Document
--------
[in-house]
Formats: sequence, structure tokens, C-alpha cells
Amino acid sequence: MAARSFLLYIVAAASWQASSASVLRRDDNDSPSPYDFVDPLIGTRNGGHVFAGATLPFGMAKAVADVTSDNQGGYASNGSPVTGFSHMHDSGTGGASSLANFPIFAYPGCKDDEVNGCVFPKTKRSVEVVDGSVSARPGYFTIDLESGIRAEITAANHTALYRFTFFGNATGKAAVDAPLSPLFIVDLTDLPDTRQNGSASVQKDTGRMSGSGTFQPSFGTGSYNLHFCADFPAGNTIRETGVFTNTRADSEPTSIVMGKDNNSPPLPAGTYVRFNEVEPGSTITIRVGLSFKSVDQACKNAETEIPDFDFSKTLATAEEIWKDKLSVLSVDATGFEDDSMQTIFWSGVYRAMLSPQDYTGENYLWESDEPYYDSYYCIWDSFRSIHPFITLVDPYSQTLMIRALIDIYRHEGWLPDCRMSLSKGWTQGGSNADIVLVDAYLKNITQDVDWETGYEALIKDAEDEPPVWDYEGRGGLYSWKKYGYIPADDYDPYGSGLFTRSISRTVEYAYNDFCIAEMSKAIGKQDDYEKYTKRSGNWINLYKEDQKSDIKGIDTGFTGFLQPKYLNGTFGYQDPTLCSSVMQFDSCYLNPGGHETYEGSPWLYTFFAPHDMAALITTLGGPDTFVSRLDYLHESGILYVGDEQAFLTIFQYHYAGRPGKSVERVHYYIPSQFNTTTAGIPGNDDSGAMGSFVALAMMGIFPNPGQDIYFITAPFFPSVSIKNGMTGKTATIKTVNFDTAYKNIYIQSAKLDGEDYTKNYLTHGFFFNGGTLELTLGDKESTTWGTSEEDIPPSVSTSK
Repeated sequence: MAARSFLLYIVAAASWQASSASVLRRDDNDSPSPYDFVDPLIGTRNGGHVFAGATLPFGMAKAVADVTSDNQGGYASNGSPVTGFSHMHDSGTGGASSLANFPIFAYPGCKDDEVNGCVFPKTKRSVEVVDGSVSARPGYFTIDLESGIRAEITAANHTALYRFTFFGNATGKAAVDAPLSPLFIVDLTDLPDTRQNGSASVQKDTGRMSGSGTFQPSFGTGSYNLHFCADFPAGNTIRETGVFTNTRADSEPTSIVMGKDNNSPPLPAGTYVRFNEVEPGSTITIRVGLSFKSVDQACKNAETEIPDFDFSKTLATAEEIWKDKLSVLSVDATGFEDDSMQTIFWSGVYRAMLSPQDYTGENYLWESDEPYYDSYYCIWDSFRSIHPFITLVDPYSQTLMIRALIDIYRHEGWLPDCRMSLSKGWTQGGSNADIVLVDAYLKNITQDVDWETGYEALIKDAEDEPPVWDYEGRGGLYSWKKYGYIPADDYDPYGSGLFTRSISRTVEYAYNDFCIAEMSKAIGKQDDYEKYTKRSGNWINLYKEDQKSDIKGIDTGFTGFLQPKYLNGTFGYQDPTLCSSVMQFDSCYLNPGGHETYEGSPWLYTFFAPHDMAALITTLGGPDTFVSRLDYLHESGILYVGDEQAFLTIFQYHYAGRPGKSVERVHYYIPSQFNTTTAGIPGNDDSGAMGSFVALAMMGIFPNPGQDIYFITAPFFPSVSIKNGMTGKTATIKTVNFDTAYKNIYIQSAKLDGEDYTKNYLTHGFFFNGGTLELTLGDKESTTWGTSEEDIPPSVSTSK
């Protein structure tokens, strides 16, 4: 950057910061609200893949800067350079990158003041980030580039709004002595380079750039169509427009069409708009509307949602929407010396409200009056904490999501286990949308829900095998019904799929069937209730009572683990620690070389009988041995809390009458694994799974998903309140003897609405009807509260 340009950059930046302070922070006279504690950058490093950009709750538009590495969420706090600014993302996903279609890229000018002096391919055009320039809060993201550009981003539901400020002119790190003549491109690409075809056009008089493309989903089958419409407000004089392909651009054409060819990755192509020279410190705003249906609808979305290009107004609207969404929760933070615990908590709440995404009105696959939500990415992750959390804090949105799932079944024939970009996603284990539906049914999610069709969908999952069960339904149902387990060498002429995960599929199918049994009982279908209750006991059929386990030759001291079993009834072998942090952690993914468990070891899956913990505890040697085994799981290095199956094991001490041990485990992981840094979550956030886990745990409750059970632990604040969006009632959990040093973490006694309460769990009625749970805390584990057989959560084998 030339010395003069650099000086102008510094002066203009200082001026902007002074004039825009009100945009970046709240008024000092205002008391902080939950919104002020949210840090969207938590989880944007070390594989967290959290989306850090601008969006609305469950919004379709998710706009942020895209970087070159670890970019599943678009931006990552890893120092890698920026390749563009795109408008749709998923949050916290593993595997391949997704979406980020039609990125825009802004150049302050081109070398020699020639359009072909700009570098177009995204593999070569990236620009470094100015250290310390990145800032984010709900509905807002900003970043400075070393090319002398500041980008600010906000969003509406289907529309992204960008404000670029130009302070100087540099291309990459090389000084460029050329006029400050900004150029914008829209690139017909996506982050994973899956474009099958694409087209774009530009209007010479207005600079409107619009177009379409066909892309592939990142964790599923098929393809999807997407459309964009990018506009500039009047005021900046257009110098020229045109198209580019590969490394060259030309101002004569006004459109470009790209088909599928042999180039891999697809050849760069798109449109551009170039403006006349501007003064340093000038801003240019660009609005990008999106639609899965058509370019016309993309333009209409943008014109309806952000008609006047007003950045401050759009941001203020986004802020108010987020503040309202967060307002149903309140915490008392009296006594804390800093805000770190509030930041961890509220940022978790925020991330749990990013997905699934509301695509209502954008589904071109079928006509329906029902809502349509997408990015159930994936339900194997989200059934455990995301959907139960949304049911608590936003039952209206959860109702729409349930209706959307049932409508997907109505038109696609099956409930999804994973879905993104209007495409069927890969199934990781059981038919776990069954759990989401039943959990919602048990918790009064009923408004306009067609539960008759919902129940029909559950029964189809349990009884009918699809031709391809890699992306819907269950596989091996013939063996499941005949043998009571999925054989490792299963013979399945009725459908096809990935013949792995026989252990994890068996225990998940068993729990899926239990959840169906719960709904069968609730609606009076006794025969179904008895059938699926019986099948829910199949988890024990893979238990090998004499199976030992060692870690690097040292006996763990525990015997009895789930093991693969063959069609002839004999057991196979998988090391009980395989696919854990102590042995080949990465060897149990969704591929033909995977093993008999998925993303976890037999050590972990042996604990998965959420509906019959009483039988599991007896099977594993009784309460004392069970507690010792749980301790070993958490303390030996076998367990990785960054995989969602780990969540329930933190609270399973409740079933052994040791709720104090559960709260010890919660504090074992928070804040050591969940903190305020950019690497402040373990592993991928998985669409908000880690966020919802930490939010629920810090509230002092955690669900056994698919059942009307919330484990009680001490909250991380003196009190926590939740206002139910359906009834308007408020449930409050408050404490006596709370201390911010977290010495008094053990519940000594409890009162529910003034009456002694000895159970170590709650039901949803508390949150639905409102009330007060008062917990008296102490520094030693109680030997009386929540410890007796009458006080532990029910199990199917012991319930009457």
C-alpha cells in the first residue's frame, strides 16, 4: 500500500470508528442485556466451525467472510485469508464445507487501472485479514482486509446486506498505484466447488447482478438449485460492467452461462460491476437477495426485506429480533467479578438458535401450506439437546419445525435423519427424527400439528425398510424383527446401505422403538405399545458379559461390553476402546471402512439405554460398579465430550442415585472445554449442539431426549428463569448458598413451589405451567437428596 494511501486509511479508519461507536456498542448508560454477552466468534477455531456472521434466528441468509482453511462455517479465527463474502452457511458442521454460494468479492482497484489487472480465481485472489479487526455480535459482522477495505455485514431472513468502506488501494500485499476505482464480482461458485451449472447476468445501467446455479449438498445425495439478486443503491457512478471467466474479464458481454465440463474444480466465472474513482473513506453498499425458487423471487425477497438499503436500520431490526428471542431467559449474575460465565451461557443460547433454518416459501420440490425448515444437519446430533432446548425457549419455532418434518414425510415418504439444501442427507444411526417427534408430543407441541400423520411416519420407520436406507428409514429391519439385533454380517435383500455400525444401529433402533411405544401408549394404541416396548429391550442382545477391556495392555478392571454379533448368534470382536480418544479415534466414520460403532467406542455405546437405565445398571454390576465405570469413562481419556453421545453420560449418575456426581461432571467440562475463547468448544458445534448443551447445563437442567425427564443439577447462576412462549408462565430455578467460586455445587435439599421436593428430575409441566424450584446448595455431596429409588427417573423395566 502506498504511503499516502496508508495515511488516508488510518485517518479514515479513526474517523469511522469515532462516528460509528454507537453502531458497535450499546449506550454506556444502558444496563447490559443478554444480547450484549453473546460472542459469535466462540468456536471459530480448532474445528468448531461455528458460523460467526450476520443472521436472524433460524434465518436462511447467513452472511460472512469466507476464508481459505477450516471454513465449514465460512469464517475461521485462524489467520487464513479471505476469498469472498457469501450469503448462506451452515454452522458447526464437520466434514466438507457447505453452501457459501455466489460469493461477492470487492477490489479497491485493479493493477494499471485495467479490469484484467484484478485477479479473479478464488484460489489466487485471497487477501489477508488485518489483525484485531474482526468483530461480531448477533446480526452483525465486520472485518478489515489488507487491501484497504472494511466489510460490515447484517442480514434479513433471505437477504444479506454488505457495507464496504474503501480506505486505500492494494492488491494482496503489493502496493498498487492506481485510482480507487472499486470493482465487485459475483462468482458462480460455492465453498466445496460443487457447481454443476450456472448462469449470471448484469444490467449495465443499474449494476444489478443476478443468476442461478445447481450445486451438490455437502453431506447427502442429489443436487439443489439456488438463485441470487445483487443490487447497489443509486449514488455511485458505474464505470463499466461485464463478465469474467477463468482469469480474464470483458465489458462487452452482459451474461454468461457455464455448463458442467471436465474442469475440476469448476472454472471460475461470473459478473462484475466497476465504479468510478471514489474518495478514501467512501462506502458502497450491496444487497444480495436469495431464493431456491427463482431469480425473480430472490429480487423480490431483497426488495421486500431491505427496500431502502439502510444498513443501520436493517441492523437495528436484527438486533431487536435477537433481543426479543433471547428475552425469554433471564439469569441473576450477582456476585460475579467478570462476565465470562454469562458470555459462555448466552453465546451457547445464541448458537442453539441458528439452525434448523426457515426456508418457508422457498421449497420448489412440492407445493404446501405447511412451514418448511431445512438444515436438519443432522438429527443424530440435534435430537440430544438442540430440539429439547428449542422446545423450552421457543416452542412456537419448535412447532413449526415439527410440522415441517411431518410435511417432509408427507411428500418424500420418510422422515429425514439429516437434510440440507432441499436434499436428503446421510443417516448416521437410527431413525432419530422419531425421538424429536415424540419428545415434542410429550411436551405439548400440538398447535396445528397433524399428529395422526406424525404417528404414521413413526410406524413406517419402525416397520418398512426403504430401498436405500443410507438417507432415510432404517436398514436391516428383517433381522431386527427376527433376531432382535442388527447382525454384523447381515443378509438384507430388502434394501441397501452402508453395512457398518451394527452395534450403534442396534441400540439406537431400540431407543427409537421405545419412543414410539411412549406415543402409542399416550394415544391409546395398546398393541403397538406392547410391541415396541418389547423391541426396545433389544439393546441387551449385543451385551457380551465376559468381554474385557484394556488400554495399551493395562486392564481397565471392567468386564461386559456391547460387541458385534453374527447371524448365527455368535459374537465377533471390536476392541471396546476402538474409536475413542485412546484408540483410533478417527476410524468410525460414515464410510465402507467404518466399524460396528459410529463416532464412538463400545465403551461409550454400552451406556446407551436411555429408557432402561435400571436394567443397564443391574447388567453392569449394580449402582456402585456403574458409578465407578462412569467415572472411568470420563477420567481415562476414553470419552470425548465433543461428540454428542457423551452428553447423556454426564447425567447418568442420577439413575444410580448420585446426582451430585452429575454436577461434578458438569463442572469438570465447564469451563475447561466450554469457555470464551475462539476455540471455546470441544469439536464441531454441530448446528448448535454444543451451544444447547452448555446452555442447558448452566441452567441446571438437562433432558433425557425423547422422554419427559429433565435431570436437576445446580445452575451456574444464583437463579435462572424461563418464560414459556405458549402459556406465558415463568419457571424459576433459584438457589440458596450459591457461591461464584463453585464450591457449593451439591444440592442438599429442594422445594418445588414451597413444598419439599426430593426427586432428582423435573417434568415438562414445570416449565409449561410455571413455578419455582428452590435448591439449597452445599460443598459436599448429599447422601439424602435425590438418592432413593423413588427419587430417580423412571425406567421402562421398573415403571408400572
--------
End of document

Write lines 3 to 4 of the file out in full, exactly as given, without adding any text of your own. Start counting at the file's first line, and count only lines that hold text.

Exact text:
Amino acid sequence: MAARSFLLYIVAAASWQASSASVLRRDDNDSPSPYDFVDPLIGTRNGGHVFAGATLPFGMAKAVADVTSDNQGGYASNGSPVTGFSHMHDSGTGGASSLANFPIFAYPGCKDDEVNGCVFPKTKRSVEVVDGSVSARPGYFTIDLESGIRAEITAANHTALYRFTFFGNATGKAAVDAPLSPLFIVDLTDLPDTRQNGSASVQKDTGRMSGSGTFQPSFGTGSYNLHFCADFPAGNTIRETGVFTNTRADSEPTSIVMGKDNNSPPLPAGTYVRFNEVEPGSTITIRVGLSFKSVDQACKNAETEIPDFDFSKTLATAEEIWKDKLSVLSVDATGFEDDSMQTIFWSGVYRAMLSPQDYTGENYLWESDEPYYDSYYCIWDSFRSIHPFITLVDPYSQTLMIRALIDIYRHEGWLPDCRMSLSKGWTQGGSNADIVLVDAYLKNITQDVDWETGYEALIKDAEDEPPVWDYEGRGGLYSWKKYGYIPADDYDPYGSGLFTRSISRTVEYAYNDFCIAEMSKAIGKQDDYEKYTKRSGNWINLYKEDQKSDIKGIDTGFTGFLQPKYLNGTFGYQDPTLCSSVMQFDSCYLNPGGHETYEGSPWLYTFFAPHDMAALITTLGGPDTFVSRLDYLHESGILYVGDEQAFLTIFQYHYAGRPGKSVERVHYYIPSQFNTTTAGIPGNDDSGAMGSFVALAMMGIFPNPGQDIYFITAPFFPSVSIKNGMTGKTATIKTVNFDTAYKNIYIQSAKLDGEDYTKNYLTHGFFFNGGTLELTLGDKESTTWGTSEEDIPPSVSTSK
Repeated sequence: MAARSFLLYIVAAASWQASSASVLRRDDNDSPSPYDFVDPLIGTRNGGHVFAGATLPFGMAKAVADVTSDNQGGYASNGSPVTGFSHMHDSGTGGASSLANFPIFAYPGCKDDEVNGCVFPKTKRSVEVVDGSVSARPGYFTIDLESGIRAEITAANHTALYRFTFFGNATGKAAVDAPLSPLFIVDLTDLPDTRQNGSASVQKDTGRMSGSGTFQPSFGTGSYNLHFCADFPAGNTIRETGVFTNTRADSEPTSIVMGKDNNSPPLPAGTYVRFNEVEPGSTITIRVGLSFKSVDQACKNAETEIPDFDFSKTLATAEEIWKDKLSVLSVDATGFEDDSMQTIFWSGVYRAMLSPQDYTGENYLWESDEPYYDSYYCIWDSFRSIHPFITLVDPYSQTLMIRALIDIYRHEGWLPDCRMSLSKGWTQGGSNADIVLVDAYLKNITQDVDWETGYEALIKDAEDEPPVWDYEGRGGLYSWKKYGYIPADDYDPYGSGLFTRSISRTVEYAYNDFCIAEMSKAIGKQDDYEKYTKRSGNWINLYKEDQKSDIKGIDTGFTGFLQPKYLNGTFGYQDPTLCSSVMQFDSCYLNPGGHETYEGSPWLYTFFAPHDMAALITTLGGPDTFVSRLDYLHESGILYVGDEQAFLTIFQYHYAGRPGKSVERVHYYIPSQFNTTTAGIPGNDDSGAMGSFVALAMMGIFPNPGQDIYFITAPFFPSVSIKNGMTGKTATIKTVNFDTAYKNIYIQSAKLDGEDYTKNYLTHGFFFNGGTLELTLGDKESTTWGTSEEDIPPSVSTSK